[Pt] Publication type:JOURNAL ARTICLE
[Em] Entry month:1803
[Cu] Class update date: 180303
[Lr] Last revision date:180303
[St] Status:Publisher

  4 / 5833 MEDLINE  
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[PMID]: 29454466
[Au] Autor:Kouadria R; Derkaoui M
[Ad] Address:Département de neurochirurgie, faculté de médecine, UDL Sidi Bel-Abbés, Algérie. Electronic address: ribhk@yahoo.fr.
[Ti] Title:Kystes dermoïdes de la fosse cérébrale postérieure chez l'enfant révélés par des méningites aseptiques récidivantes : à propos de deux cas et revue de la littérature. [Dermoid cysts of the posterior cerebral fossa in children revealed by recurrent aseptic meningitis: Report of two cases and a review of the literature].
[So] Source:Neurochirurgie;, 2018 Feb 14.
[Is] ISSN:1773-0619
[Cp] Country of publication:France
[La] Language:fre
[Ab] Abstract:INTRODUCTION: Dermoid cysts of central nervous system are very rare. The usual clinical presentation is dominated by intracranial hypertension, epilepsy and cranial palsy. The revelation mode could be recurrent aseptic meningitis. AIM: The aim of this case report is to consider the dermoid cyst as regards the differential diagnosis in children treated for recurrent aseptic meningitis to avoid misdiagnosis and ice qui a orienté le diagnostic à une méningitnadequate treatment. METHODS: Two children were admitted in the pediatric department for recurrent aseptic meningitis. The MRI confirmed the presence of a posterior fossa dermoid cyst. RESULTS: Loss of meningitis after microsurgical resection. CONCLUSION: The diagnosis of dermoid cyst is performed and reconsidered at an early stage in aseptic meningitis in order to establish an adequate therapy, which is surgery.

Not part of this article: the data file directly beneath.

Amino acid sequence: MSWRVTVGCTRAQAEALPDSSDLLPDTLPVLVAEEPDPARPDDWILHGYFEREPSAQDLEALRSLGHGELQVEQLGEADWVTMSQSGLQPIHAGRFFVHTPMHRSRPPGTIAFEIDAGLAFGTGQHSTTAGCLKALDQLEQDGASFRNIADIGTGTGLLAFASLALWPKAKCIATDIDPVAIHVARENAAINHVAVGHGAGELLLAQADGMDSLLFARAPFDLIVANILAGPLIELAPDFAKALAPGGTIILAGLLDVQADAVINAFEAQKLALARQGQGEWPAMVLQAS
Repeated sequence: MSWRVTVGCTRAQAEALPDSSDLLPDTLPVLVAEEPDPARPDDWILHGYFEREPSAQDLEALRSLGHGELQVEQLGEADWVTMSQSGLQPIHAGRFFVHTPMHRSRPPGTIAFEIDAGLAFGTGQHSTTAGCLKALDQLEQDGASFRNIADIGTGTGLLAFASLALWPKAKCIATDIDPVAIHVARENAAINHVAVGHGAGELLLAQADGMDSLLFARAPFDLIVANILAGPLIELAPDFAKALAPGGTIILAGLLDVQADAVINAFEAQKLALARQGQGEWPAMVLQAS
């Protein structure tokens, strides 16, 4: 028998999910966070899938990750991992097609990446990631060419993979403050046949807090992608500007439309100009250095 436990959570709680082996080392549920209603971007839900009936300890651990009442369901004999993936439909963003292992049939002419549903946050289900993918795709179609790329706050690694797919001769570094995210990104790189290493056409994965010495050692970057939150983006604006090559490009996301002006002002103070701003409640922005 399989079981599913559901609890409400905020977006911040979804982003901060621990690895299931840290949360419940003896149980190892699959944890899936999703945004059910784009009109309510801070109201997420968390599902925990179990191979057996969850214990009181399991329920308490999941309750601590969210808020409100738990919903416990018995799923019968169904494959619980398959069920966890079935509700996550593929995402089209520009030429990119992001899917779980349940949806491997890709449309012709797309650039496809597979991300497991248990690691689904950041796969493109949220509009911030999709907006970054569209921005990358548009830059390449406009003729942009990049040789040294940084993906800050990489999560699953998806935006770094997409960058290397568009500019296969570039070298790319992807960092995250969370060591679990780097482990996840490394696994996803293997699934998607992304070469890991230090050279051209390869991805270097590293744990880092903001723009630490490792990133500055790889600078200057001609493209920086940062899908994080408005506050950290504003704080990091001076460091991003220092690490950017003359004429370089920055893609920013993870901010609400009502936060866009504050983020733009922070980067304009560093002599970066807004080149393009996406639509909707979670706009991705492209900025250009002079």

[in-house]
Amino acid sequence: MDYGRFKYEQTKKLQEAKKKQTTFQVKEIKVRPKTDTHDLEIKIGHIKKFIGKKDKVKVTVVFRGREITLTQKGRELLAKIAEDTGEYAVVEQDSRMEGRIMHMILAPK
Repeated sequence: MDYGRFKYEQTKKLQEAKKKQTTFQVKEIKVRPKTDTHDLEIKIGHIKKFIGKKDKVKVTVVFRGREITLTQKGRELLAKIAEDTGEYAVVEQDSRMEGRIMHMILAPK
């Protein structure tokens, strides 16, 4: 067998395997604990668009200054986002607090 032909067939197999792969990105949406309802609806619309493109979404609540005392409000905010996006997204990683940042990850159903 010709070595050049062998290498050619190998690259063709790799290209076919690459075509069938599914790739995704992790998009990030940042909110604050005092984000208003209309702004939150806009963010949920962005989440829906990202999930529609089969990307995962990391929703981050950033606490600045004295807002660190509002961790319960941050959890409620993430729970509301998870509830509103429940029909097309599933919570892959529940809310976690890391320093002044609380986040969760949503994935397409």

[Pt] Publication type:ENGLISH ABSTRACT; JOURNAL ARTICLE
[Em] Entry month:1802
[Cu] Class update date: 180218
[Lr] Last revision date:180218
[St] Status:Publisher

  5 / 5833 MEDLINE  
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[PMID]: 29381627
[Au] Autor:Aydin MD; Karaavci NC; Akyuz ME; Sahin MH; Zeynal M; Kanat A; Altinors MN
[Ad] Address:Department of Neurosurgery, Medical Faculty of Ataturk University, Erzurum.
[Ti] Title:A New Technique in Surgical Management of the Giant Cerebral Hydatid Cysts.
[So] Source:J Craniofac Surg;, 2018 Jan 19.
[Is] ISSN:1536-3732